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Institutional convergence: exit or voice?

Research paper by Joshua C. Hall

Indexed on: 09 Sep '16Published on: 01 Oct '16Published in: Journal of Economics and Finance



Abstract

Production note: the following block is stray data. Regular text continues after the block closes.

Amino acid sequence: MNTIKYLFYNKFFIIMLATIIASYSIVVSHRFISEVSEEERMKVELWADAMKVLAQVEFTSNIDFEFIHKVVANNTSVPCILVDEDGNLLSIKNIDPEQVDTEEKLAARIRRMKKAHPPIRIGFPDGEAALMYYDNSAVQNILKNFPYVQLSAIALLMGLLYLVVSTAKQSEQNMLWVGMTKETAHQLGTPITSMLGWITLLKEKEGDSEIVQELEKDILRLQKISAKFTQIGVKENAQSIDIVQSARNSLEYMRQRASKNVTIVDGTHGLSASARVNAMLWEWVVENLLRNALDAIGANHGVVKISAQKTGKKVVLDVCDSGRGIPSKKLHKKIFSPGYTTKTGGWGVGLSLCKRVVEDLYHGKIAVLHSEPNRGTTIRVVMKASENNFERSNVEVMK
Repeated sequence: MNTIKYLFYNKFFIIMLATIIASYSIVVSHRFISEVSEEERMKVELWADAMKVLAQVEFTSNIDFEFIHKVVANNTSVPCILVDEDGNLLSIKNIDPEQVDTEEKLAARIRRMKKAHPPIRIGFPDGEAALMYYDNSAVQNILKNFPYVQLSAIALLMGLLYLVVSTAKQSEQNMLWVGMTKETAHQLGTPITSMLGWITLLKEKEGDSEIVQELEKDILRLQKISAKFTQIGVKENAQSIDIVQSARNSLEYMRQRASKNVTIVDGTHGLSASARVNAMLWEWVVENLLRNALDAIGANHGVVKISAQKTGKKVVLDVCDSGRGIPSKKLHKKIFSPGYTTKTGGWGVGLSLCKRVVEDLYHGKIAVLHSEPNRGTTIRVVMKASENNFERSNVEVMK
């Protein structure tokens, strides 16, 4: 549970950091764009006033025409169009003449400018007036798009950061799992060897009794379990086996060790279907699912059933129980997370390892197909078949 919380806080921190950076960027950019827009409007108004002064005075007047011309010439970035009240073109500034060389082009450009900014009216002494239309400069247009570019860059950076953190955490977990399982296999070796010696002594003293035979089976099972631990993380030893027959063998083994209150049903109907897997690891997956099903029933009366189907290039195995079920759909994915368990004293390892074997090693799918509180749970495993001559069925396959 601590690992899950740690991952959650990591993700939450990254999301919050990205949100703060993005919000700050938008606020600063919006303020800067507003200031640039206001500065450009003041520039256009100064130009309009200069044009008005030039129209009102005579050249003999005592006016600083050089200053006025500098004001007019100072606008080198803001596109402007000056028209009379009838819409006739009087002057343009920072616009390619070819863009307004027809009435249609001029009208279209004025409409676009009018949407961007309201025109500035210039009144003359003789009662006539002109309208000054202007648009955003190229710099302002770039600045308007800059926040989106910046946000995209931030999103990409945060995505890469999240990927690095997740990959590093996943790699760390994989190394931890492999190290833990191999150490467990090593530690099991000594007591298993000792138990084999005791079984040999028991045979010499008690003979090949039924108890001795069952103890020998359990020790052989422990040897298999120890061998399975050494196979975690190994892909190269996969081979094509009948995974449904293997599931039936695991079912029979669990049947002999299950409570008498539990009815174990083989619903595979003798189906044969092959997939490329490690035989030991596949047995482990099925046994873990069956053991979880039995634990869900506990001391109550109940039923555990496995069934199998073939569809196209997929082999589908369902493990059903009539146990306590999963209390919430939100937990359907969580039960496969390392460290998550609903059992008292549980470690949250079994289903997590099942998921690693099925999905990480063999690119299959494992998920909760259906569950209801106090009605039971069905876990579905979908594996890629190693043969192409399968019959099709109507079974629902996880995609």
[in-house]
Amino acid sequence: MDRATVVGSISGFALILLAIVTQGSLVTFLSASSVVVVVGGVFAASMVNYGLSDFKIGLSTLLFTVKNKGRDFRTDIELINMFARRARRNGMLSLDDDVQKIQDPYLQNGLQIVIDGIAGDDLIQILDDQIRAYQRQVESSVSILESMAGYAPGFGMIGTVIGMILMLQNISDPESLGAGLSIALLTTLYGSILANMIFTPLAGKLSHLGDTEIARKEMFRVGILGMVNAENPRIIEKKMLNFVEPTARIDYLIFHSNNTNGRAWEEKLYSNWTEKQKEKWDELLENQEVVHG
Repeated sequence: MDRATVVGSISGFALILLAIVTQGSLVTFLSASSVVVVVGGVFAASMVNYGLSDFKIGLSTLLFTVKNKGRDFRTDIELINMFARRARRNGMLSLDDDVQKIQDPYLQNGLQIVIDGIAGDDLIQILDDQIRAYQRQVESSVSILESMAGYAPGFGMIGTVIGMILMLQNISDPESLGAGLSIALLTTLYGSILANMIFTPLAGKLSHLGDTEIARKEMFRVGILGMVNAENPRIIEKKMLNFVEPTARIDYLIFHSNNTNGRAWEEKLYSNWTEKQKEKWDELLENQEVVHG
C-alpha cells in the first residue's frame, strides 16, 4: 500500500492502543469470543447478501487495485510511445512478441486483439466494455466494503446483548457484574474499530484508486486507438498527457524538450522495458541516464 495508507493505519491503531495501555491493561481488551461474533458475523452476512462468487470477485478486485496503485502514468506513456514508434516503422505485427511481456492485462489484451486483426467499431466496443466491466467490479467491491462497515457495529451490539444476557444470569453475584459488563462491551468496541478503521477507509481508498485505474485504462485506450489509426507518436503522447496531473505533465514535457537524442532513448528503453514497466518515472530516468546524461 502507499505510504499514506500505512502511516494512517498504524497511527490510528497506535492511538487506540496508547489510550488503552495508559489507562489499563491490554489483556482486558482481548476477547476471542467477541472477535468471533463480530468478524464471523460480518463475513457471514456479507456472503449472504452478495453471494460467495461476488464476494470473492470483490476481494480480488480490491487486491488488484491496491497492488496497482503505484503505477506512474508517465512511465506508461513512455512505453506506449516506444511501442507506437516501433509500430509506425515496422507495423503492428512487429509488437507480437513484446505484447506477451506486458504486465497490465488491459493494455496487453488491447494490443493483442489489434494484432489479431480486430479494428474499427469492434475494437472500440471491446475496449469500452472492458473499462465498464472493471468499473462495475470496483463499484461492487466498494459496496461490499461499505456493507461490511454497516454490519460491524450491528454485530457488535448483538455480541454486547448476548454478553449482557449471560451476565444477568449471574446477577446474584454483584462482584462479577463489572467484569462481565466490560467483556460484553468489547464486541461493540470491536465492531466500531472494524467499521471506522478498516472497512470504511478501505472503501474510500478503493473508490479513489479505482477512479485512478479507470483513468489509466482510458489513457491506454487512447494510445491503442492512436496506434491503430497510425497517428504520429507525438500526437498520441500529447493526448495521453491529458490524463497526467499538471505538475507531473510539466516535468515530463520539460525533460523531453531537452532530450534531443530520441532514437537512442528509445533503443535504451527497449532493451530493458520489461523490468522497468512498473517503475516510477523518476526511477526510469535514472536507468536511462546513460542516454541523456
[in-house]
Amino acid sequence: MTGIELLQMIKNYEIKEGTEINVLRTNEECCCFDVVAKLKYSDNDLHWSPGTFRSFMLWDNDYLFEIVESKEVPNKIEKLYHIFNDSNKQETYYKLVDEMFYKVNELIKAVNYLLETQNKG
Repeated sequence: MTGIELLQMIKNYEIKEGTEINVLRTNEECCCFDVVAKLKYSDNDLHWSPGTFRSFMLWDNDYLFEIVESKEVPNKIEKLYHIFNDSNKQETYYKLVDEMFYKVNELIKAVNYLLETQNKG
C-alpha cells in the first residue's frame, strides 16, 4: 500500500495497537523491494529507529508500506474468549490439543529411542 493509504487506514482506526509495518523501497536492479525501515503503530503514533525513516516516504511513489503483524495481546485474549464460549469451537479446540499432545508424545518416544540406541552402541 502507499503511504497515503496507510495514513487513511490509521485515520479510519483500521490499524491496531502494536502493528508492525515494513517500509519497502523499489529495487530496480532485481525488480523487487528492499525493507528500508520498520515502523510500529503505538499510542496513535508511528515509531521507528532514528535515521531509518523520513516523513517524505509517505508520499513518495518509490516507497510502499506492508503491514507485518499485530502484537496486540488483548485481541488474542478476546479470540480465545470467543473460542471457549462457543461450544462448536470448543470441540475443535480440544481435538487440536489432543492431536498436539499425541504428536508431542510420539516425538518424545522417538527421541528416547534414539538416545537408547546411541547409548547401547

Abstract There is a small but growing literature on the determinants of economic freedom. This paper contributes to this literature in two ways. First, it is empirically shown that β-convergence in economic freedom occurred from 1980 to 2010. Countries with low levels of economic freedom in 1980 “catch up” at a rate of 0.7 percent a year on average, ceteris paribus. Second, the structural characteristics that contribute to this institutional convergence are documented. Conditional convergence estimates suggest democratic institutions do not con- tribute to conditional convergence. Exitability, a variable that captures how easy it is for citizens to “vote with their feet” is related to the change in economic freedom from 1980 to 2010 in a statistically significant manner across all specifications. This provides some preliminary evidence as to the importance of “exit” versus “voice” with respect to the question of institutional change.AbstractThere is a small but growing literature on the determinants of economic freedom. This paper contributes to this literature in two ways. First, it is empirically shown that β-convergence in economic freedom occurred from 1980 to 2010. Countries with low levels of economic freedom in 1980 “catch up” at a rate of 0.7 percent a year on average, ceteris paribus. Second, the structural characteristics that contribute to this institutional convergence are documented. Conditional convergence estimates suggest democratic institutions do not con- tribute to conditional convergence. Exitability, a variable that captures how easy it is for citizens to “vote with their feet” is related to the change in economic freedom from 1980 to 2010 in a statistically significant manner across all specifications. This provides some preliminary evidence as to the importance of “exit” versus “voice” with respect to the question of institutional change.βceteris paribusExitability